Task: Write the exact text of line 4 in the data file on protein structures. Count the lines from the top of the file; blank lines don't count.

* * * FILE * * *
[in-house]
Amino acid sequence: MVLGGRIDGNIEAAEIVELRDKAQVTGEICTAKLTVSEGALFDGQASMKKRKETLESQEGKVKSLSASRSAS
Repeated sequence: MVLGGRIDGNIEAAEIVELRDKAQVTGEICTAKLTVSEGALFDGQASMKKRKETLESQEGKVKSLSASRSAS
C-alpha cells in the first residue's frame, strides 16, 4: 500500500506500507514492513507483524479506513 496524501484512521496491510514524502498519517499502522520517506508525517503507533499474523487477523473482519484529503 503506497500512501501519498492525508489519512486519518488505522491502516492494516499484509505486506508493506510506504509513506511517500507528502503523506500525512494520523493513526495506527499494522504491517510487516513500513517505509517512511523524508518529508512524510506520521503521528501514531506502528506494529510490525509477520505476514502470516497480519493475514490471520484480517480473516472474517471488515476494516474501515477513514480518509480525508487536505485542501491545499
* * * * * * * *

C-alpha cells in the first residue's frame, strides 16, 4: 500500500506500507514492513507483524479506513 496524501484512521496491510514524502498519517499502522520517506508525517503507533499474523487477523473482519484529503 503506497500512501501519498492525508489519512486519518488505522491502516492494516499484509505486506508493506510506504509513506511517500507528502503523506500525512494520523493513526495506527499494522504491517510487516513500513517505509517512511523524508518529508512524510506520521503521528501514531506502528506494529510490525509477520505476514502470516497480519493475514490471520484480517480473516472474517471488515476494516474501515477513514480518509480525508487536505485542501491545499